Business School Celebs

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Why should anyone go to business school? Bill Gates never went, and neither did Steve Jobs. But you know who did? All these people. They used business school to develop the tools they needed for real-world success. If you’re serious about business, maybe you should go too…

Starring Chris Black
Produced by Ian Parker

Written by Knewton

October 15, 2009 at 1:17 AM

The GMAT or the GRE?

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joseinclass225pxJose Ferreira is the Founder and CEO of Knewton.

You may have heard that some business schools* have started accepting GRE scores in place of GMAT scores. And you may be thinking: “Awesome! I hear the GRE is easier. I’m taking that!”

After all—there’s no Data Sufficiency on the GRE. Sounds great, right?

The problem is: There’s no Data Sufficiency on the GRE.

The GMAT has been designed and perfected for business school students. GMAT questions mirror the tasks you will perform every day in business school. Reading Comprehension—because you’ll be reading 50 -100 pages in case studies every day. And Data Sufficiency—because you’ll be skimming each case’s exhibits and financials to determine which numbers are key to cracking the case and which are irrelevant. What about Critical Reasoning? Well, every day in class you will comment on other students’ arguments. And they will comment on yours, sometimes in pretty snarky ways. So you need some facility in arguments, if only to protect yourself from that loudmouth ex-banker in the Skydeck.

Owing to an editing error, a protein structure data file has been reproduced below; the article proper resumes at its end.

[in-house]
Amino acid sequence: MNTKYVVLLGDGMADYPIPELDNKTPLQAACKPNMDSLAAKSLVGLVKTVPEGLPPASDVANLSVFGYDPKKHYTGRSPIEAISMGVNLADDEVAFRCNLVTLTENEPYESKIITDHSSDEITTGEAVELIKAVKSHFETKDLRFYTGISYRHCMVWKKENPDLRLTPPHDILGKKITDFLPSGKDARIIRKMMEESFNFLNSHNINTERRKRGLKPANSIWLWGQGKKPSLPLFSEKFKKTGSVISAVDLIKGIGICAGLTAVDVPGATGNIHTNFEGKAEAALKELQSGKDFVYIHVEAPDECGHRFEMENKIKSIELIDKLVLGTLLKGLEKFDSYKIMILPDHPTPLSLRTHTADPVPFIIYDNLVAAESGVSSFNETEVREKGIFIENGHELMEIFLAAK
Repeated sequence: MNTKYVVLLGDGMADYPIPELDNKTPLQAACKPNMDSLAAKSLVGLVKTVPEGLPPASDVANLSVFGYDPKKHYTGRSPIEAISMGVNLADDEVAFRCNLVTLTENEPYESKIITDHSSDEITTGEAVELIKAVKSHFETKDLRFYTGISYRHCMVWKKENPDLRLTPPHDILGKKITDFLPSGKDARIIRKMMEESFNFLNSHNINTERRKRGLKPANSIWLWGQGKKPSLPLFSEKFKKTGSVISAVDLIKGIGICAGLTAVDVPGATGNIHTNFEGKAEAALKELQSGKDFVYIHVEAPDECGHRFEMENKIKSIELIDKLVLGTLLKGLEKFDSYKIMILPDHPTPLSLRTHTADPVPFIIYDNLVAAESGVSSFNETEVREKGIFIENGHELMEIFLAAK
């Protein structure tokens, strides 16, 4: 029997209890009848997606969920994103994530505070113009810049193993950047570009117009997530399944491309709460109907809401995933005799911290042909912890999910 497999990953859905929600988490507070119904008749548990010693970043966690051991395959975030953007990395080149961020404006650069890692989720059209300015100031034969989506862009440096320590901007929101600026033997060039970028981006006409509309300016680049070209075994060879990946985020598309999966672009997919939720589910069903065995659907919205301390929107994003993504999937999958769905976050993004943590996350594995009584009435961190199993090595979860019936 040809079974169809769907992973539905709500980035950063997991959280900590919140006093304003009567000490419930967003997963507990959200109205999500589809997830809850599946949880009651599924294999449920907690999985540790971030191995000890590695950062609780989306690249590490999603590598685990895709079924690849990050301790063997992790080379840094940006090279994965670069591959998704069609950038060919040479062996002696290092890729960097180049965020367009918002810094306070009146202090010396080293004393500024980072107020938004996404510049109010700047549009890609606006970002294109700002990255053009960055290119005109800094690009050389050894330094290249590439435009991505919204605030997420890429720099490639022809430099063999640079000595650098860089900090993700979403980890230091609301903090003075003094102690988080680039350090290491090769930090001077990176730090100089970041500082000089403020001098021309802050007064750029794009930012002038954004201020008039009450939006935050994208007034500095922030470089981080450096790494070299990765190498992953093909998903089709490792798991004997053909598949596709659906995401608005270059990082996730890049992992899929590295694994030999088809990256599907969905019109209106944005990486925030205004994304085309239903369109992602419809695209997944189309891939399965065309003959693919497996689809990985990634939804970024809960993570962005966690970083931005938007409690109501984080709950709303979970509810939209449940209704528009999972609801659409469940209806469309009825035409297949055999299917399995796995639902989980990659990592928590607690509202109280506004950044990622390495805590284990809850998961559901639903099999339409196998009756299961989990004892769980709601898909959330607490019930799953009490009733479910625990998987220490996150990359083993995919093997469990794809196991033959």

In fact, the GMAT is a great test. By that I don’t mean that it will bring peace to the world, or spiritual enlightenment, or that a good time will be had by all. I mean it’s extremely well-constructed, with very high scoring consistency. In short, the GMAT does an excellent job of testing the skills you need to excel in business school.